[OPE-L] Route of all Evil The Political Economy of Ezra Pound Meghnad Desai

From: Rakesh Bhandari (bhandari@BERKELEY.EDU)
Date: Thu Jul 13 2006 - 12:51:26 EDT

"Money puzzles the mind because its power seems to have no visible support. Why
should pieces of metal and, much worse, pieces of paper, command real
resources way
beyond their physical weight or apparent worth? What gives money
value since it is pretty
useful for anything other than buying things? Why does paper acquire
value if it is printed with certain words but not others? Is gold
more valuable if it is minted into coin rather than in lump
form?" Desai, p. 46-47

Very well worded questions, should be very helpful for teaching.

I wrote to Professor Desai about this book, and I have had a very
interesting discussion with him (I do not include his important

Dear Professor Desai:
I just read your stimulating book on Pound. I am a bit skeptical
of the argument. If it took the war to turn Pound from humane
monetary reformer to raving anti-semite, then why did his
guru Major Douglas make the transition even
before the war? Wouldn't it be simpler to say that anti-semitism
was implicit in the ideas of monetary cranks from the start,
and as their ideas met resistance or their implementation failed,
the monetary cranks simply stopped being polite.

As I wrote on the OPE-L list serv in 2004: the attempt to reform
capitalism through the abolition of interest payments or the
euthansia of the rentier is  rooted in the surface appearance of
capital itself. The interruption of commodity circulation appears as
a shortage of money, appears as unwillingness of banks to lower
interest rates such that there will be borrowing and hence creation
of the media with which to circulate commodities. The (apparently)
natural economy seems to come to a halt because of shortage of money.
Here is the basis for the wish of the natural, the concrete,  use
values to do away with the fetish, the fetish and power of money. The
problem seems to be rooted in the money changers; they  become the
demon personification of capital and Jews the face of that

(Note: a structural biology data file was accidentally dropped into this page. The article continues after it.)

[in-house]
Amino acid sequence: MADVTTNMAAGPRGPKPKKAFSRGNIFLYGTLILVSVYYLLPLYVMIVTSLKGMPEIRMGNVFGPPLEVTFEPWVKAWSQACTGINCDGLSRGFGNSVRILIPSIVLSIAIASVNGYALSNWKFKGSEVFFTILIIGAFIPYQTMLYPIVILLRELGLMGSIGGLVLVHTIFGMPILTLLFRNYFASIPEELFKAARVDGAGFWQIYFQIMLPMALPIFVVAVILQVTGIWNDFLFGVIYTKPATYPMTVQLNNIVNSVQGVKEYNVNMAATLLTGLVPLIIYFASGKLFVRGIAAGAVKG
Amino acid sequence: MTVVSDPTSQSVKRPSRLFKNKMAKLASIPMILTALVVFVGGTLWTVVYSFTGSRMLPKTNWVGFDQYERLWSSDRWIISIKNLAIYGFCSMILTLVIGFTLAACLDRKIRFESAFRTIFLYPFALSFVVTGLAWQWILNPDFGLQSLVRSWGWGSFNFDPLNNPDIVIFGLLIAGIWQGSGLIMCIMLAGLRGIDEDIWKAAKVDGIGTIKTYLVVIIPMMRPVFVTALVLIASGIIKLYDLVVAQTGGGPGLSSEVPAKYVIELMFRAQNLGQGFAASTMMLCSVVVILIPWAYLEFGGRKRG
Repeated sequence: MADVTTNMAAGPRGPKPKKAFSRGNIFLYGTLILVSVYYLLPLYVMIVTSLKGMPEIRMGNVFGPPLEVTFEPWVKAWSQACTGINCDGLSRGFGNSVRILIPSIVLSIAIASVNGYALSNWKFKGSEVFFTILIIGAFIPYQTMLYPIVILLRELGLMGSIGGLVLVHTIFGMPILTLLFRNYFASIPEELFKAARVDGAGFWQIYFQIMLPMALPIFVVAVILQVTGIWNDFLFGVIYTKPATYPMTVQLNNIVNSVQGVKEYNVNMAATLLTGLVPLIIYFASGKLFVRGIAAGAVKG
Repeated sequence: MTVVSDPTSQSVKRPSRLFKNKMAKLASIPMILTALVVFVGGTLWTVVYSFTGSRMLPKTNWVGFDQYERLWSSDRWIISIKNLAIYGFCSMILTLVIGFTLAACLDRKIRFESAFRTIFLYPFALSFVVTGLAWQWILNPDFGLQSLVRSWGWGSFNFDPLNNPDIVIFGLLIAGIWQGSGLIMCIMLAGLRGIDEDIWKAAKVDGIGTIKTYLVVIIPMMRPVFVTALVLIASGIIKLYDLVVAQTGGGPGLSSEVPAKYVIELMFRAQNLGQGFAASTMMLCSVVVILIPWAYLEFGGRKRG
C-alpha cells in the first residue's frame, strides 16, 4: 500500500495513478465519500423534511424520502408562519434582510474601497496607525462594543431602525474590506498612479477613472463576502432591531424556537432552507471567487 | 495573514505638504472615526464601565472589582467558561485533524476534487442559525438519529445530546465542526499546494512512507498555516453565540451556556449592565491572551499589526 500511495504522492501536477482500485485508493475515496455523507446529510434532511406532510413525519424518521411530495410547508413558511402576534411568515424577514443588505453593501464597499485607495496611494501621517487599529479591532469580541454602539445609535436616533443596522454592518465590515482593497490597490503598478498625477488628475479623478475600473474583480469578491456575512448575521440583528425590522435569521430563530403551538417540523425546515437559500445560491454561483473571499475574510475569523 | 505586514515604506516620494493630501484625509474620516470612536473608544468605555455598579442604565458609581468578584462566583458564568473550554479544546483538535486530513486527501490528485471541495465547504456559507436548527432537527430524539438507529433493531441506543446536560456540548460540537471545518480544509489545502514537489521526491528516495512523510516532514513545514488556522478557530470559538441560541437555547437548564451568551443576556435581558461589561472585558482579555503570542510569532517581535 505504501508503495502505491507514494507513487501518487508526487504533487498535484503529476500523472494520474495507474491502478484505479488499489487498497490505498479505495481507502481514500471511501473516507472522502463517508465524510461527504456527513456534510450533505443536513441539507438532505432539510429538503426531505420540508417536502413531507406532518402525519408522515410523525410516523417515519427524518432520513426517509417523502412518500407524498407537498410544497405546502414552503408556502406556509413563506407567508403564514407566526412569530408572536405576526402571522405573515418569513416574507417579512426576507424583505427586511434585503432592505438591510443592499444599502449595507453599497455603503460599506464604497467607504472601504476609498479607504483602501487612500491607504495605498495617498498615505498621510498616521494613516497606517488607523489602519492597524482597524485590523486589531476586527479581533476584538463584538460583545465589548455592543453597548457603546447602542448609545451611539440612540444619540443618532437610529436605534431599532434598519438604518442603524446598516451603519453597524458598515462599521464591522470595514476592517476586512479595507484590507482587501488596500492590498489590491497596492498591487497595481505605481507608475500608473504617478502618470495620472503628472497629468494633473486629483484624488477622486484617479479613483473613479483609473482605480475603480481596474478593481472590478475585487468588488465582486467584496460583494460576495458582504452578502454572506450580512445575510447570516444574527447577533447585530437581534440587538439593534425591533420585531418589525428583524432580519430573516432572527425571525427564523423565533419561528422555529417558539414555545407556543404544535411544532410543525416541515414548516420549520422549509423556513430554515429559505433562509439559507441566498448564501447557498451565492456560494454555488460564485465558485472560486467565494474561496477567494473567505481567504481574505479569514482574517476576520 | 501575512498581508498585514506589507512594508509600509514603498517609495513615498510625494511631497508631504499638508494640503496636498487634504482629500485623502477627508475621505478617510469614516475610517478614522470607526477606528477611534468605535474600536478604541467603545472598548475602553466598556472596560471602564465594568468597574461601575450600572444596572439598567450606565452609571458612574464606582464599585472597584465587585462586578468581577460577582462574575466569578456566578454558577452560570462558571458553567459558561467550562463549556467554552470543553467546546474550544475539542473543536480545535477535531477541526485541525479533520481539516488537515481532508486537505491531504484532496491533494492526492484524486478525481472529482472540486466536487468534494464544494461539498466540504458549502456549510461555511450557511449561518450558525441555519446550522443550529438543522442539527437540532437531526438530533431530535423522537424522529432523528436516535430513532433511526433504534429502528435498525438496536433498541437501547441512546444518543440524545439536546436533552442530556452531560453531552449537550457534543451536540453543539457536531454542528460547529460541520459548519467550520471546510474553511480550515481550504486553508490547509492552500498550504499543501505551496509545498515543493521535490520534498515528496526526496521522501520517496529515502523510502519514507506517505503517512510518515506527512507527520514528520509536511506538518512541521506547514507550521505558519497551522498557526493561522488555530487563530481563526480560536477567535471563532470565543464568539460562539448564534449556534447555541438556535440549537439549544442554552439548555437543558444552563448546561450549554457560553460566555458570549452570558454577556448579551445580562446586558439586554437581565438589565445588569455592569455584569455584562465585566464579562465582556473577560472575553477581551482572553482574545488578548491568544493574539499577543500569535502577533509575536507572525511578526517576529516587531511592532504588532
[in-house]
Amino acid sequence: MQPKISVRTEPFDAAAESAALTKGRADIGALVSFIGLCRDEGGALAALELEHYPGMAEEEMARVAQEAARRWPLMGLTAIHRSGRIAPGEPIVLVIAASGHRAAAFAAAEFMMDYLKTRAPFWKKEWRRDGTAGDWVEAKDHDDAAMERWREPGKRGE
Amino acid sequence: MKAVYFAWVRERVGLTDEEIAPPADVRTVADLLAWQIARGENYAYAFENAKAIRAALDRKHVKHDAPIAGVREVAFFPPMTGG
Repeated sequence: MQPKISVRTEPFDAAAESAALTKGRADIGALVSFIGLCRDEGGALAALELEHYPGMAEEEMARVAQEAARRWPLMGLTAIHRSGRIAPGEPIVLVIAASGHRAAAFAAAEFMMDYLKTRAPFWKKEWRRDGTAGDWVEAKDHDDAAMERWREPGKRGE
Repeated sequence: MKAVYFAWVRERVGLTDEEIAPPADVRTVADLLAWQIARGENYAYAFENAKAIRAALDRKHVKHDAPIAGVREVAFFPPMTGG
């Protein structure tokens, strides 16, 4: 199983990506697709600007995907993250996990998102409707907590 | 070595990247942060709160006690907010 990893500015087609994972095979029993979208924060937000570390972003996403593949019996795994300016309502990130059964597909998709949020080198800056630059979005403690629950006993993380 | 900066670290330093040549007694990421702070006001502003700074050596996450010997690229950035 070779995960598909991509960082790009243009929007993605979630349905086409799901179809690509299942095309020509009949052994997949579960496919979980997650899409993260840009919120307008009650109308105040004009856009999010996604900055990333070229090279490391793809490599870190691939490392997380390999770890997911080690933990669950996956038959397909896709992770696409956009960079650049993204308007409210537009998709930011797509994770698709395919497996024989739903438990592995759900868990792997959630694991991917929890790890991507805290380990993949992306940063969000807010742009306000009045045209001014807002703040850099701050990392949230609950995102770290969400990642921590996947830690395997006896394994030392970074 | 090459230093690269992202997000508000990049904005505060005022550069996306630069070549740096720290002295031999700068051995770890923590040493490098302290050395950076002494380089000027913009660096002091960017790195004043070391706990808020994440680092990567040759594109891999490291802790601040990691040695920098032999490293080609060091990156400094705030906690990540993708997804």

personification in this demonology.

     Free credit appears to be the solution--this tradition, developed
in the great depression by Major Douglas, has its roots in Proudhon
as Dudley Dillard perceptively recognized more than sixty years ago.
While reduction of interest rates and repression of rentier activity
can spur economic activity, i.e. accumulation through the
exploitation of wage labour, the Great Depression proved that it is
not a panacea for a crisis of general overproduction. Joan Robinson
went so far as to say Marx was proven not to have been incorrect to
have ignored the rate of interest altogether (though of course he did

As William J Blake noted: "It is can be stated as an historic axiom
that any group that seeks to divert attention from the material power
of the capitalist class to that segment of their power dependent on
finance operations (abstracted from the interplay of these
monopolies) is almost invariably anti semitic and nationalistic. That
is it serves as a shield for the Fords, Rockefellers, Mellons and
even Morgans and other international 'Gentiles" by assuming the true
oppression of labor to rest in the counting houses of only Jewish
arbitraguers, exchange dealers, note brokers and private investment
banker...It is always needful to take the mind of the peasant from
the landowner, the worker from the boss, so as to divert the class
struggle from reality into a cryptic world. In the Middle Ages it was